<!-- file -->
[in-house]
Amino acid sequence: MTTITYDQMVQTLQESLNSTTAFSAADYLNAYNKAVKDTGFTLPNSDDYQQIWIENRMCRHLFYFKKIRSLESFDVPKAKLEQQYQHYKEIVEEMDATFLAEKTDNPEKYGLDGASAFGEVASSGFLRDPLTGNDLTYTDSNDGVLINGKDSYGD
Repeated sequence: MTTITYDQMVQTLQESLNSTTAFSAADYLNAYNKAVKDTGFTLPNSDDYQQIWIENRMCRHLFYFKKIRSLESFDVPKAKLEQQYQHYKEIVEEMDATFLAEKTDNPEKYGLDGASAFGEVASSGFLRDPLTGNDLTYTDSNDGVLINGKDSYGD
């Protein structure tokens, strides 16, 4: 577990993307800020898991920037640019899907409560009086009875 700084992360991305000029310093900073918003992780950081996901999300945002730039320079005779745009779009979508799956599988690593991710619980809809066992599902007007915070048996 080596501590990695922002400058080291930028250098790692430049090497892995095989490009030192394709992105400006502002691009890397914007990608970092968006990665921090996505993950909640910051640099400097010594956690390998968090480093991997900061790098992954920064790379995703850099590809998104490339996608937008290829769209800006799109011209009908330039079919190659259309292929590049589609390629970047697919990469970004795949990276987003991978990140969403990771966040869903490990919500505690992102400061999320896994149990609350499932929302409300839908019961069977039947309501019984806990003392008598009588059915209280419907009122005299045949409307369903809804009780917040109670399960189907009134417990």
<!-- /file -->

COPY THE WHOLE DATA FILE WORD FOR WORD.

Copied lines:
[in-house]
Amino acid sequence: MTTITYDQMVQTLQESLNSTTAFSAADYLNAYNKAVKDTGFTLPNSDDYQQIWIENRMCRHLFYFKKIRSLESFDVPKAKLEQQYQHYKEIVEEMDATFLAEKTDNPEKYGLDGASAFGEVASSGFLRDPLTGNDLTYTDSNDGVLINGKDSYGD
Repeated sequence: MTTITYDQMVQTLQESLNSTTAFSAADYLNAYNKAVKDTGFTLPNSDDYQQIWIENRMCRHLFYFKKIRSLESFDVPKAKLEQQYQHYKEIVEEMDATFLAEKTDNPEKYGLDGASAFGEVASSGFLRDPLTGNDLTYTDSNDGVLINGKDSYGD
């Protein structure tokens, strides 16, 4: 577990993307800020898991920037640019899907409560009086009875 700084992360991305000029310093900073918003992780950081996901999300945002730039320079005779745009779009979508799956599988690593991710619980809809066992599902007007915070048996 080596501590990695922002400058080291930028250098790692430049090497892995095989490009030192394709992105400006502002691009890397914007990608970092968006990665921090996505993950909640910051640099400097010594956690390998968090480093991997900061790098992954920064790379995703850099590809998104490339996608937008290829769209800006799109011209009908330039079919190659259309292929590049589609390629970047697919990469970004795949990276987003991978990140969403990771966040869903490990919500505690992102400061999320896994149990609350499932929302409300839908019961069977039947309501019984806990003392008598009588059915209280419907009122005299045949409307369903809804009780917040109670399960189907009134417990």